The Prisoner of Cell 25 (Michael Vey #1) by Richard Paul Evans #bookreview #YA #fantasy

My name is Michael Vey, and the story I’m about to tell you is strange. Very strange. It’s my story.

To everyone at Meridian High School, Michael Vey is an ordinary fourteen-year-old. In fact, the only thing that seems to set him apart is the fact that he has Tourette’s syndrome. But Michael is anything but ordinary. Michael has special powers. Electric powers.

Michael thinks he’s unique until he discovers that a cheerleader named Taylor also has special powers. With the help of Michael’s friend, Ostin, the three of them set out to discover how Michael and Taylor ended up this way, but their investigation brings them to the attention of a powerful group who wants to control the electric children – and through them the world. Michael will have to rely on his wits, powers, and friends if he’s to survive.

I’ve had this title in my TBR for longer than I can remember, and when the assignment for my book club was to read a novel set in school, I decided it was time pull this one out of the pile.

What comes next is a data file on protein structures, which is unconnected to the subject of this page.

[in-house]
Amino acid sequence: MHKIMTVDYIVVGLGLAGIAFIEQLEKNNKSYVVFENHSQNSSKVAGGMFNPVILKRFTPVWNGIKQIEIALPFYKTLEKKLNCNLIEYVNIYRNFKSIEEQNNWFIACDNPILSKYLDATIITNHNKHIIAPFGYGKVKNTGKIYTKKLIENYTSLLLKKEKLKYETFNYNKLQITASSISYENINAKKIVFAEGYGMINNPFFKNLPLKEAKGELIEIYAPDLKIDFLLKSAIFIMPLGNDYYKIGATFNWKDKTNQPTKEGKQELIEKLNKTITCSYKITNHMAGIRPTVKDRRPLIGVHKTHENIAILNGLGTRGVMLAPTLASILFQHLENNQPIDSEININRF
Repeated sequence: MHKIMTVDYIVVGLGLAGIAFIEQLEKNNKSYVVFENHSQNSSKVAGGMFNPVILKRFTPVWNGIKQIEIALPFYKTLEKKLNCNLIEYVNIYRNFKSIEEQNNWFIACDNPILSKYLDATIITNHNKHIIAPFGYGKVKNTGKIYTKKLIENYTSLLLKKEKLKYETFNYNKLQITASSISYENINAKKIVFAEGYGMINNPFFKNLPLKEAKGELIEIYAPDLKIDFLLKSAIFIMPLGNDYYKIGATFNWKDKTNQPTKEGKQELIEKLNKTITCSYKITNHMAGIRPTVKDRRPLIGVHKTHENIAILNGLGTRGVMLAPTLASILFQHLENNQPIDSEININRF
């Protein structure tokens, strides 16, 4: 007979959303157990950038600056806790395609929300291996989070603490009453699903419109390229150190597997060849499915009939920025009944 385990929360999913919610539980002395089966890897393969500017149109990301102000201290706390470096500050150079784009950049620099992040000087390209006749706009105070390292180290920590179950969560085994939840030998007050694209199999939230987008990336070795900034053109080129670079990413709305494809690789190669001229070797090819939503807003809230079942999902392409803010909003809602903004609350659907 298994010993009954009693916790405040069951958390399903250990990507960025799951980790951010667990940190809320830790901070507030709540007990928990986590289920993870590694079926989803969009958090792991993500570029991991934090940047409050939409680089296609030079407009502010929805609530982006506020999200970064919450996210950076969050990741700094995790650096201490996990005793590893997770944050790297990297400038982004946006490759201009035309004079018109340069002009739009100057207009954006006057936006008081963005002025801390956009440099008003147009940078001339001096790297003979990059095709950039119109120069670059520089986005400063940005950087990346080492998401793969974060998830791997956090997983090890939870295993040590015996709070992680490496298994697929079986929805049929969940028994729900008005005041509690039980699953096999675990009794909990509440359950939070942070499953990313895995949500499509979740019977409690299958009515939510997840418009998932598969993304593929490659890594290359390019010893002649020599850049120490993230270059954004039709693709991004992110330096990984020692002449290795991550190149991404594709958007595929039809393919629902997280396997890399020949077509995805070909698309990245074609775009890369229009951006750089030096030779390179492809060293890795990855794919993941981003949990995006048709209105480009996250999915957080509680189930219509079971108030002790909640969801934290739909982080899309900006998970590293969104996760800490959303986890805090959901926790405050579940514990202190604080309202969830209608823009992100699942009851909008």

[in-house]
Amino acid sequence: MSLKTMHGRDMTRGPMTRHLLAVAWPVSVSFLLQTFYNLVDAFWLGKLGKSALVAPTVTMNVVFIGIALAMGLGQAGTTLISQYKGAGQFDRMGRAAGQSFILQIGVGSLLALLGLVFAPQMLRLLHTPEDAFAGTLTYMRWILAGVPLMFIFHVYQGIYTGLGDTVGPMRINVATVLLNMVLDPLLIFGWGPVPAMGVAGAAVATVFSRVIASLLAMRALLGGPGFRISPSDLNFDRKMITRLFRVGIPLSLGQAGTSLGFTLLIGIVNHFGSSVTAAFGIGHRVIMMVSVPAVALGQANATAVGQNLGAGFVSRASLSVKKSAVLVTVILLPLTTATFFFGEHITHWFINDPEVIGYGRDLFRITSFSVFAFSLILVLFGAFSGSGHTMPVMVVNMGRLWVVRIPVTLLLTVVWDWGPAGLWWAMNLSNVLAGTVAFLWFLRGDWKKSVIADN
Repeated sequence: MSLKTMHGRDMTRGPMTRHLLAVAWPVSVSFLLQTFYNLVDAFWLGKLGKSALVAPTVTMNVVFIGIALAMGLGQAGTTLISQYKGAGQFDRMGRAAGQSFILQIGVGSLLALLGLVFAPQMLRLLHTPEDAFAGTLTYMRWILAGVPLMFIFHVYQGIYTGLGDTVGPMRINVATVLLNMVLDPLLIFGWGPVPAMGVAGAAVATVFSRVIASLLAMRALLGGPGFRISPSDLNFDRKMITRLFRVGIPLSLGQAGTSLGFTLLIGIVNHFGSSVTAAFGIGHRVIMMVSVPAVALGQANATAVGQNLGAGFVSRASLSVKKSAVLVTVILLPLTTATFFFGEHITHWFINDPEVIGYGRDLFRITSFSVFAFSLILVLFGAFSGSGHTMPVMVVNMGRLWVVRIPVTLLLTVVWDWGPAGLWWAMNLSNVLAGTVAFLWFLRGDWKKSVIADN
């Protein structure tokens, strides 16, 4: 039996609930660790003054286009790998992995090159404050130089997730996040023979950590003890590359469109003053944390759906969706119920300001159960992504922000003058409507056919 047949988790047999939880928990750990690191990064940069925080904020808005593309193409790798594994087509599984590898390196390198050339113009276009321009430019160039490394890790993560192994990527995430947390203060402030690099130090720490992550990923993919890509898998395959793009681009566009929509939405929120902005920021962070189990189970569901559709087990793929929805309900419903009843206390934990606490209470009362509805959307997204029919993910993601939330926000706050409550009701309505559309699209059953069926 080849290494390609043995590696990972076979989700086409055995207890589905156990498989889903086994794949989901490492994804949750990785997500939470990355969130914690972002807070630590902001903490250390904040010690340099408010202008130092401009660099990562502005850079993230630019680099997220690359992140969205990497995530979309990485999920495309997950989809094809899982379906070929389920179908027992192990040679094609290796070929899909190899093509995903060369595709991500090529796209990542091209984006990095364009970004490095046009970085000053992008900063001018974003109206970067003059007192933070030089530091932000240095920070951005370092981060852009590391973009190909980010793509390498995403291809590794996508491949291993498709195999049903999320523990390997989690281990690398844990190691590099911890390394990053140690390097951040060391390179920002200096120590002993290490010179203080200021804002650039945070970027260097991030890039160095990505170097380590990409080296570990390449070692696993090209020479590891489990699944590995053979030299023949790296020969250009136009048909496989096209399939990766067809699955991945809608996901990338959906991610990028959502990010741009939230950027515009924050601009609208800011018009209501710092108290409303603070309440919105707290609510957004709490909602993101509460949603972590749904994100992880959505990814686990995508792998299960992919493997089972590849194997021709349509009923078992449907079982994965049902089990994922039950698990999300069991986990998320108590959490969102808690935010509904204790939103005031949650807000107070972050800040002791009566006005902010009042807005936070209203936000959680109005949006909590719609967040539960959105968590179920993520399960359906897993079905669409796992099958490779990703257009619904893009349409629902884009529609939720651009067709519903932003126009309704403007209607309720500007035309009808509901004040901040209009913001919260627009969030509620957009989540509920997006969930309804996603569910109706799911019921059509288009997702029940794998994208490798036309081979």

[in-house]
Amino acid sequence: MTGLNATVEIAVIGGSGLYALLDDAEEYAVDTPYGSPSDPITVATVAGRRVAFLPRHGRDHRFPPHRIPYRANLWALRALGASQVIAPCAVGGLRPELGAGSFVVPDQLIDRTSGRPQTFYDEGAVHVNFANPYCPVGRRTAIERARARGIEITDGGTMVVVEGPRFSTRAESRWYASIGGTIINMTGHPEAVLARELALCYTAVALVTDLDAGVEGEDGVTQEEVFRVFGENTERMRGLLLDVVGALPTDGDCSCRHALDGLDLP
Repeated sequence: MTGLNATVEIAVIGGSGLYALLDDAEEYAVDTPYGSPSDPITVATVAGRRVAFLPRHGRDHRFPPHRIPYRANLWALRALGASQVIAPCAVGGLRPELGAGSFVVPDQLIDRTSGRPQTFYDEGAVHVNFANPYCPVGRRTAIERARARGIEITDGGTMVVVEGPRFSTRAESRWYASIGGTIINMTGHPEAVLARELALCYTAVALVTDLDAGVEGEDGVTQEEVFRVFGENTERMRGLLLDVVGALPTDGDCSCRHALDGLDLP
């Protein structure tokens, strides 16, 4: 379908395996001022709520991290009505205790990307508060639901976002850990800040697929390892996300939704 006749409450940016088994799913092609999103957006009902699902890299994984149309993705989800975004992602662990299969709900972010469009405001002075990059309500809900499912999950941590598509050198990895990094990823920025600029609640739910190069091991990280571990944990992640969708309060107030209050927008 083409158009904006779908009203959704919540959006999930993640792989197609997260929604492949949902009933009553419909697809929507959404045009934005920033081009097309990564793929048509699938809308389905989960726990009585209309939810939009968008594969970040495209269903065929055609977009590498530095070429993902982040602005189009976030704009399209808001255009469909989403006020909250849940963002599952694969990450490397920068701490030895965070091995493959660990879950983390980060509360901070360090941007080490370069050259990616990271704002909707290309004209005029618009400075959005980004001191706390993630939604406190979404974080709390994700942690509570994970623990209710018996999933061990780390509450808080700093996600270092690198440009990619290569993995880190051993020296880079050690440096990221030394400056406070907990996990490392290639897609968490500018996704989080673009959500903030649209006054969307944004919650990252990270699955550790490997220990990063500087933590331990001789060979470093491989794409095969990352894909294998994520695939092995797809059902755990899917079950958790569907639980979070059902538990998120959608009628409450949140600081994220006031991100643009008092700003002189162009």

I loved Michael right away.  He has a lot on his plate – he’s dealing with the loss of his father, his mom is miserable in a job for which she’s overqualified, money is tight, he’s bullied nearly everyday at school, and he has Tourette’s syndrome.  He also has the ability to shock people – not the minor type of shock you’d receive from an electrical outlet – it’s the fatal kind, and he has to hide it.

Michael and his best friend, Ostin (who is smarter than all the characters put together), have unique voices and bring a big dose of humor to the table – especially Ostin.  Even when put in extreme situations and forced to make impossible choices, Michael keeps his wits about him and is a pretty cool customer.  He has the makings of a natural leader – and from the hints at the end, I’m pretty sure book two heads in that direction.

Although an interesting read with enjoyable characters and a bad guy you love to hate, it’s similar to many other superhero origin stories and doesn’t offer anything new or unique.  But I’m still a sucker for this kind of book, and I’ll probably continue with the series at some point.